When faced with the presumed ruins of an academic necropolis, my hope was not that we, faculty and students, would accept and mourn it, but rather dig up its corpse and adopt some of the madness of Victor Frankenstein in order to assemble new and revivified chimerical histories/futures from their viscera.6 If the ethos of Modern Architecture was to be skeptical of the design of historical narratives as facts then one of the narratives that it brought into question were the declarations of the death of the essay, the lecture, and the history course itself. Probably put best by RISD Assistant Professor Jess Myers in a summer course planning meeting, architecture tends to only speak in one tense—I make, I build, I do. The podcast became a means of introducing an alternative tense, the compound tense; one that reflected on the processes of history-making while students were simultaneously narrating their own histories with various viscera. The course and podcast consequently helped to broaden this disciplinary vocabulary and destabilize its conventional modes of presentation, opening up spaces for students to explore their myriad capacities as designers.7
Bret Stephens, “This Is the Other Way that History Ends,” New York Times, 30 August 2022, https://www.nytimes.com/2022/08/30/opinion/history-sweet-aha-academia.html?smid=url-share; Nathan Heller, “The End of the English Major,” The New Yorker, 27 February 2023, https://www.newyorker.com/magazine/2023/03/06/the-end-of-the-english-major; Michal Goldstein and Kaitlyn Tsai, “Humanities and the ‘Battle of the University,’” Harvard Crimson, 3 March 2022, https://www.thecrimson.com/article/2022/3/3/humanities-scrut; Steven Mintz, “This Is How the Humanities End,” Inside Higher Ed, 12 September 2022, https://www.insidehighered.com/blogs/higher-ed-gamma/how-humanities-end; Frank Bruni, “The End of College as We Knew It?” New York Times, 4 June 2020, https://www.nytimes.com/2020/06/04/opinion/sunday/coronavirus-college-humanities.html.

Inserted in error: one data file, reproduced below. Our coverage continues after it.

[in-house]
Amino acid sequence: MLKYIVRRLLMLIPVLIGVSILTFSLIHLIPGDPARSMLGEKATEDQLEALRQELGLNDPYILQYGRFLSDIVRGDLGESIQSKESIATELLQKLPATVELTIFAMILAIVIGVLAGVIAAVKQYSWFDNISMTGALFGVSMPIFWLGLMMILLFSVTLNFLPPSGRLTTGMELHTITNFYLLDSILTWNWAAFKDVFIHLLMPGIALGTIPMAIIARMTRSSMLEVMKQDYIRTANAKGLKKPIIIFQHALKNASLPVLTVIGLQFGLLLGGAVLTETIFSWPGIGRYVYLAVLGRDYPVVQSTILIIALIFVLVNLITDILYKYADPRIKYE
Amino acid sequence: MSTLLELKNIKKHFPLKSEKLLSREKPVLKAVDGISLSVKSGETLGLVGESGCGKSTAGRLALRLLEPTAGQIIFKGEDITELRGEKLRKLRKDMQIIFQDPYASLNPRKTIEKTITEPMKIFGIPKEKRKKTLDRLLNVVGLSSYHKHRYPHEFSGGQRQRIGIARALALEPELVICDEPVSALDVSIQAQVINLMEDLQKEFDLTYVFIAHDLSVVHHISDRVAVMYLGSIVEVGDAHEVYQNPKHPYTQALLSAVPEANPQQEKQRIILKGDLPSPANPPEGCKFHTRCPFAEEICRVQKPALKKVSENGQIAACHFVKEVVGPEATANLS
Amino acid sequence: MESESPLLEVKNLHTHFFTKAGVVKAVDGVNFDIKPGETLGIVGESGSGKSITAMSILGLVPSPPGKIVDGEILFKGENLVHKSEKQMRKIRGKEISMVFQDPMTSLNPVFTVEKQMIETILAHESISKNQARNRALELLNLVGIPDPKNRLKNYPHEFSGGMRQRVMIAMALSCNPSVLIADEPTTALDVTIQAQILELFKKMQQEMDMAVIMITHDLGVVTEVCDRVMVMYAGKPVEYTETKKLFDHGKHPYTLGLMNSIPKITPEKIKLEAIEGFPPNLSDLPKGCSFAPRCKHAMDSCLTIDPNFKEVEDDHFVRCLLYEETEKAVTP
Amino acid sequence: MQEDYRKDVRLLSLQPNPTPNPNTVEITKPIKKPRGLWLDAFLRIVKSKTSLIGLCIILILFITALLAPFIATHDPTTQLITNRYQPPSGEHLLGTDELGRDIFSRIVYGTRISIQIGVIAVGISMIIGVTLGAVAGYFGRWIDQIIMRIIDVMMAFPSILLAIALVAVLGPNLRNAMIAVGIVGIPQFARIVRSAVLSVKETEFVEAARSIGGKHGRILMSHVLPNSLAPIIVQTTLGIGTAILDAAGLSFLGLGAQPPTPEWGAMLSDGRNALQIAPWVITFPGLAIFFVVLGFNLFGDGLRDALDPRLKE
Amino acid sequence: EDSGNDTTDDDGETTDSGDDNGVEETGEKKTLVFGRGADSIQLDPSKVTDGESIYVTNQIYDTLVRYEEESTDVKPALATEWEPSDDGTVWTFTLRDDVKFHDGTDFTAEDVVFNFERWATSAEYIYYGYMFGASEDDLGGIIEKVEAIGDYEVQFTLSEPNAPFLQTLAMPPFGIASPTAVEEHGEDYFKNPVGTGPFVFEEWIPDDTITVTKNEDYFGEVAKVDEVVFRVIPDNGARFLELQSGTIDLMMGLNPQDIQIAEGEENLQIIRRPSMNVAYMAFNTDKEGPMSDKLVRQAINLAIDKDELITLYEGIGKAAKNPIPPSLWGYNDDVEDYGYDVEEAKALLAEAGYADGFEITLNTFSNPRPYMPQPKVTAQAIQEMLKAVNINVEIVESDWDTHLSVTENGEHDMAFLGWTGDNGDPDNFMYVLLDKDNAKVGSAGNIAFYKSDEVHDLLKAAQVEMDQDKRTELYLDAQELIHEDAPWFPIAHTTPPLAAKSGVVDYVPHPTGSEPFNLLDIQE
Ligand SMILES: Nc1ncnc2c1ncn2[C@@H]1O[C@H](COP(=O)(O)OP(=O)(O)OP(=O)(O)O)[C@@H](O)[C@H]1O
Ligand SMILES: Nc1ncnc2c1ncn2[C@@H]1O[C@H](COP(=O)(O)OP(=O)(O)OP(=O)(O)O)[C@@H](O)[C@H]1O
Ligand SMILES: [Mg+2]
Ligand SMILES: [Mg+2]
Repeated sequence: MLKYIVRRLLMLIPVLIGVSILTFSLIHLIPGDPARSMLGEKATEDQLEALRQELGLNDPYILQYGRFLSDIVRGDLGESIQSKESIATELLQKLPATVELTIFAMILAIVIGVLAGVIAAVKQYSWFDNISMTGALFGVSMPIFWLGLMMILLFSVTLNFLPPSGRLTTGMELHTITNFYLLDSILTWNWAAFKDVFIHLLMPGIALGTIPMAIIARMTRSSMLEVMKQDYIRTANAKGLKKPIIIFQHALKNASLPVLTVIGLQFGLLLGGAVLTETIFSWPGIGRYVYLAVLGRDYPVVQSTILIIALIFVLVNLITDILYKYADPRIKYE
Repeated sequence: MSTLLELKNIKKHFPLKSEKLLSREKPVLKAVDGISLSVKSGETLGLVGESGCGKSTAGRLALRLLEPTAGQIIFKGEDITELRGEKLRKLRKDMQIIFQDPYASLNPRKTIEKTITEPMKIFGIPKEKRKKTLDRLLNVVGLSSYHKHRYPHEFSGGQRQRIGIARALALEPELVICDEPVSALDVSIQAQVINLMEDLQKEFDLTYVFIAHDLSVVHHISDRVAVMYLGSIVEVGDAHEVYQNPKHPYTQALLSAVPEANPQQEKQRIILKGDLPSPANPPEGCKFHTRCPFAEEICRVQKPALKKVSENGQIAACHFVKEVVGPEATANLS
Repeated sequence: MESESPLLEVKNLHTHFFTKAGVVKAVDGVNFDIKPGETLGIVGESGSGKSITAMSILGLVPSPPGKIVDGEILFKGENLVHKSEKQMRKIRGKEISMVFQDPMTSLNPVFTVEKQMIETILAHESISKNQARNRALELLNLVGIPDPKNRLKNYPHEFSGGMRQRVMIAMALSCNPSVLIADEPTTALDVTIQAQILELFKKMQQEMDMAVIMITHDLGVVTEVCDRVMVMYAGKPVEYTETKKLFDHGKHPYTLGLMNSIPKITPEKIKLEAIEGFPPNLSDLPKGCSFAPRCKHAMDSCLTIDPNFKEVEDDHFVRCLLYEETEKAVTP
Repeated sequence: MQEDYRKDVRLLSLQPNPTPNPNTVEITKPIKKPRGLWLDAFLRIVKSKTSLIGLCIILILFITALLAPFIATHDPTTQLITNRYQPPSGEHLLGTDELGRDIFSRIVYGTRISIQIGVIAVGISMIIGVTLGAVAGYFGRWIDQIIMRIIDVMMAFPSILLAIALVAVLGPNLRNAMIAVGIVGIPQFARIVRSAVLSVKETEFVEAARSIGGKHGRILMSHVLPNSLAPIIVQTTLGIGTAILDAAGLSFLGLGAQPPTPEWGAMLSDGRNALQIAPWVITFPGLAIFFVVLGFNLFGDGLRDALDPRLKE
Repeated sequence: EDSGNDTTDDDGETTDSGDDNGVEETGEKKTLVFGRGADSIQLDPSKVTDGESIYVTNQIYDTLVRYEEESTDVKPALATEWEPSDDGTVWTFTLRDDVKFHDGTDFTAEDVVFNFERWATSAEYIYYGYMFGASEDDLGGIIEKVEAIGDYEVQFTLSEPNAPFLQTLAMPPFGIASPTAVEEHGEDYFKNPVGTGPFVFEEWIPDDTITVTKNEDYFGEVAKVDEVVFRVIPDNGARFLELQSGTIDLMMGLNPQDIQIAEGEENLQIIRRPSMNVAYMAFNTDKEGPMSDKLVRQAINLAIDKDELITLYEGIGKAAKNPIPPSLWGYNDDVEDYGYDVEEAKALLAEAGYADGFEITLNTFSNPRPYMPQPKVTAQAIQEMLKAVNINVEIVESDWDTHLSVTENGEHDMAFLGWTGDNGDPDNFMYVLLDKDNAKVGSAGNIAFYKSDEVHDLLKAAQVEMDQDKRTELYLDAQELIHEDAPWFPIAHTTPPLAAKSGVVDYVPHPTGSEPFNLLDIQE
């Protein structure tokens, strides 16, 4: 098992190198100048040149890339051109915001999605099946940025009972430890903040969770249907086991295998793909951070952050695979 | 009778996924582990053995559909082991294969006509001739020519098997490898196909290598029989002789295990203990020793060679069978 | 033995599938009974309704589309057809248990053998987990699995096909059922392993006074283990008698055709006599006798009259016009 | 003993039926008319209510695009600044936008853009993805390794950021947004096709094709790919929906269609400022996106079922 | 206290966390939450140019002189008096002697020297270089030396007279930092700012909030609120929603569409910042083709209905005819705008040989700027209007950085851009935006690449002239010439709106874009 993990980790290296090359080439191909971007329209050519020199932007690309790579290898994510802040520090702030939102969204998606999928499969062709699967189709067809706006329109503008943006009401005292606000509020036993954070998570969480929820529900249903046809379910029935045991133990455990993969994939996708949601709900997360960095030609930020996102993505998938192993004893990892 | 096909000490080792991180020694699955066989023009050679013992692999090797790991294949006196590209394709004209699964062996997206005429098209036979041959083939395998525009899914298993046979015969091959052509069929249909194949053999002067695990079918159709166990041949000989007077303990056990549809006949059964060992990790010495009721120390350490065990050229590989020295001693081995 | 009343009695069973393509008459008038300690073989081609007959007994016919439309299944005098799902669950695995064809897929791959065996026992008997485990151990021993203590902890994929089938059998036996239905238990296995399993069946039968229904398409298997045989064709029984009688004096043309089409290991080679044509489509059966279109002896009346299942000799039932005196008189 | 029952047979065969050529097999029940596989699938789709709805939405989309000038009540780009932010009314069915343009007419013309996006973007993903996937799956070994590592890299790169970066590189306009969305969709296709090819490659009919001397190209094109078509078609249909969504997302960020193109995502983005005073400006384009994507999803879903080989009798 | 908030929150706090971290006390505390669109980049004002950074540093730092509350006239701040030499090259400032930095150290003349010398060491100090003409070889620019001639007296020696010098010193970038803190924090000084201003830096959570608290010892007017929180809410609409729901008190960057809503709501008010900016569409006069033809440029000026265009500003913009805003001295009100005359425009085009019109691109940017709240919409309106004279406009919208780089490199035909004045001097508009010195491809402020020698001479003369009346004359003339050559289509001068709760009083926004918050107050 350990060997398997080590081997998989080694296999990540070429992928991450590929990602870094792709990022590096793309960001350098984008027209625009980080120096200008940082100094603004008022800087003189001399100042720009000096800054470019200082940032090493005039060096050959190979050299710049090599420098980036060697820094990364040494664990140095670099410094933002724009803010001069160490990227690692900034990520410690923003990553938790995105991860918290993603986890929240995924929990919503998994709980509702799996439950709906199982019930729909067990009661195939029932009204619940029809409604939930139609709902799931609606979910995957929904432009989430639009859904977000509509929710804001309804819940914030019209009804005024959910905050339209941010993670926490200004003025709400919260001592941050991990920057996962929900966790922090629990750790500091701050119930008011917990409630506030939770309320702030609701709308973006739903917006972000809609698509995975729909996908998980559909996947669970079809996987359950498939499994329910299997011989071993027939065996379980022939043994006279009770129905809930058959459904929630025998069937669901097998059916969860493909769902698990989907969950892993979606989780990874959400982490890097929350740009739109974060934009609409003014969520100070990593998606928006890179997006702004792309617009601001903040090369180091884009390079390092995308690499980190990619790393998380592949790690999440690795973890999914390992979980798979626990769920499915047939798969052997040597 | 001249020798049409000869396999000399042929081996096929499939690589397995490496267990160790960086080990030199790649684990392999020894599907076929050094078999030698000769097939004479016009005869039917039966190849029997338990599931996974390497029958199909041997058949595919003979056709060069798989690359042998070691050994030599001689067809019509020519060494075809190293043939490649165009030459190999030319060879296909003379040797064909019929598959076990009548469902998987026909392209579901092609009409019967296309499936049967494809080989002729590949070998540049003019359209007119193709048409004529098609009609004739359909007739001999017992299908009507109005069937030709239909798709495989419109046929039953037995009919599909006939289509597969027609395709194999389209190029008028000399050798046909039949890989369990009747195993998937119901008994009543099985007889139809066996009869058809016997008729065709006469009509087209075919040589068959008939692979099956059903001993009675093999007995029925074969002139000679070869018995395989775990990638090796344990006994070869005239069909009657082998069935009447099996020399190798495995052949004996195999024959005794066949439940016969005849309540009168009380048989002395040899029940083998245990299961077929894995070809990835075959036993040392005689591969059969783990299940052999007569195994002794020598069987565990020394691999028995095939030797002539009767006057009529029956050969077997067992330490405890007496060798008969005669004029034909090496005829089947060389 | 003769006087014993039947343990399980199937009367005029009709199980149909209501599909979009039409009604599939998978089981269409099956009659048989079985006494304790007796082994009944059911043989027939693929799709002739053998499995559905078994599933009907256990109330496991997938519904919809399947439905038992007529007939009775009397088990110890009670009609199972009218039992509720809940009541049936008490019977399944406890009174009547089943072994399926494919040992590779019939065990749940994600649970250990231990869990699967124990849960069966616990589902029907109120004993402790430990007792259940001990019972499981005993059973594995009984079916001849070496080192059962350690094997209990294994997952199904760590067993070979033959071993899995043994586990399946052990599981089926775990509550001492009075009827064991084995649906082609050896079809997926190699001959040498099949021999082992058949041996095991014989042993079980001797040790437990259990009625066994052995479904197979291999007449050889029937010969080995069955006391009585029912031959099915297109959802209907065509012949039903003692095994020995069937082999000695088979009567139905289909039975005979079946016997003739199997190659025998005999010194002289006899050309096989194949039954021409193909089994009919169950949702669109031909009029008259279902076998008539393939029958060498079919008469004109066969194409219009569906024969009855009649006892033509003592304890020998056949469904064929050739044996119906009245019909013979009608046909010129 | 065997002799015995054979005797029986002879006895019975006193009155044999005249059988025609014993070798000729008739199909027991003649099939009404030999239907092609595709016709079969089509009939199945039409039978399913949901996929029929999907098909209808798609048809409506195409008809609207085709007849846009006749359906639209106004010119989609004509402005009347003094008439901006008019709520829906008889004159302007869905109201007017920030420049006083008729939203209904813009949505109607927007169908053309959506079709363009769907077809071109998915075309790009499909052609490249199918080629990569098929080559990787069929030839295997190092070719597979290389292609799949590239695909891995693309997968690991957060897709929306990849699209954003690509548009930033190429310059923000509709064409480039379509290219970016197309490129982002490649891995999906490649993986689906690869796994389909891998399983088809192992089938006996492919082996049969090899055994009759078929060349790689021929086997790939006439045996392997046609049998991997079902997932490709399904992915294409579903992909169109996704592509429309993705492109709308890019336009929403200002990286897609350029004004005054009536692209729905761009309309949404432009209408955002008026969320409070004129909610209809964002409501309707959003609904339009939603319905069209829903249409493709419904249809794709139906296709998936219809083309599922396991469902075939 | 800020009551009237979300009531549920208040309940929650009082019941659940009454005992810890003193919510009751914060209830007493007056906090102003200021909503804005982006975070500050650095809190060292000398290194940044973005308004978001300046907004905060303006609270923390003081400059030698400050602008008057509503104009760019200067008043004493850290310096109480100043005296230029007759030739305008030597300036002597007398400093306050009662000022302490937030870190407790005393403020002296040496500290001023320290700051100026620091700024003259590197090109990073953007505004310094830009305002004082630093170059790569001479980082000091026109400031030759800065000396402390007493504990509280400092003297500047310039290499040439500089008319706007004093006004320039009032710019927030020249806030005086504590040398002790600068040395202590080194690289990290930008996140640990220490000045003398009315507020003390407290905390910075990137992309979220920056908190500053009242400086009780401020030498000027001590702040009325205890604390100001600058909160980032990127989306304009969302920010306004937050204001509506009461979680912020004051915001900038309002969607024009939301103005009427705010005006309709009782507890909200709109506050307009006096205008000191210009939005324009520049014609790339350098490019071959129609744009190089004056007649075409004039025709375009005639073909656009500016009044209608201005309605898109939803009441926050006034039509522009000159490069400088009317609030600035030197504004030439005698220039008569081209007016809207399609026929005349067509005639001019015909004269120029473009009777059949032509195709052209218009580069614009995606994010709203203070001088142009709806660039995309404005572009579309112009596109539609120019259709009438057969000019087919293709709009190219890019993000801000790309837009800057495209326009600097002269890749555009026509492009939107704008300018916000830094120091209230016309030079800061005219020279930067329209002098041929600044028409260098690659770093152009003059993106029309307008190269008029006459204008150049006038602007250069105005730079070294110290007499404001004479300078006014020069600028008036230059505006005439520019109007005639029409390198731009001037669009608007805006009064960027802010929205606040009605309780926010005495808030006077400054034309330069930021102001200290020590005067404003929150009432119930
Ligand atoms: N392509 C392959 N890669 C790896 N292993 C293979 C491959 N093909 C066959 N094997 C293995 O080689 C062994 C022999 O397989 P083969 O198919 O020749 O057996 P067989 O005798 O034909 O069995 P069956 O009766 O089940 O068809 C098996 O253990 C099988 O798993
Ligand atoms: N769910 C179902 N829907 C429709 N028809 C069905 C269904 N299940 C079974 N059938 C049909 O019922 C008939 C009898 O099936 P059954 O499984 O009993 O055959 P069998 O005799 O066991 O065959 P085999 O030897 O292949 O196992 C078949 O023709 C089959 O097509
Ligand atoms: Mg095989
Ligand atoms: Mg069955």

Jack Halberstam, “Nice Trannies: After Andrea Long Chu,” TSQ: Transgender Studies Quarterly 7, no. 3 (August 2020): 321.
Christine Gross-Loh, “Should Colleges Really Eliminate the College Lecture?” The Atlantic, 14 July 2016, https://www.theatlantic.com/education/archive/2016/07/eliminating-the-lecture/491135; Daniel de Vise, “Colleges Looking beyond the Lecture,” Washington Post, 15 February 2012, https://www.washingtonpost.com/local/education/colleges-looking-beyond-the-lecture/2012/02/03/gIQA7iUaGR_story.html.
See: Edward Said, Beginnings: Intention and Method (New York: Columbia University Press, 1985).
Trans studies have brilliantly raised the question of whether monstrosity is necessarily a negative thing. See: Susan Stryker, “My Words to Victor Frankenstein Above the Village of Chamounix: Performing Transgender Rage,” GLQ 1 (1994): 237–54.
A special thanks to Germán Pallares-Avitia, Lasse Rau, Namita Vijay Dharia, Amy Kulper, Ijlal Muzaffar, and Aaron Tobey, all of whom participated in and/or helped structure and ideate the Modern Architecture history lecture during my two-year term appointment
Malcolm Rio is micro-dosing their queer manifesto on social media and across various academic publications.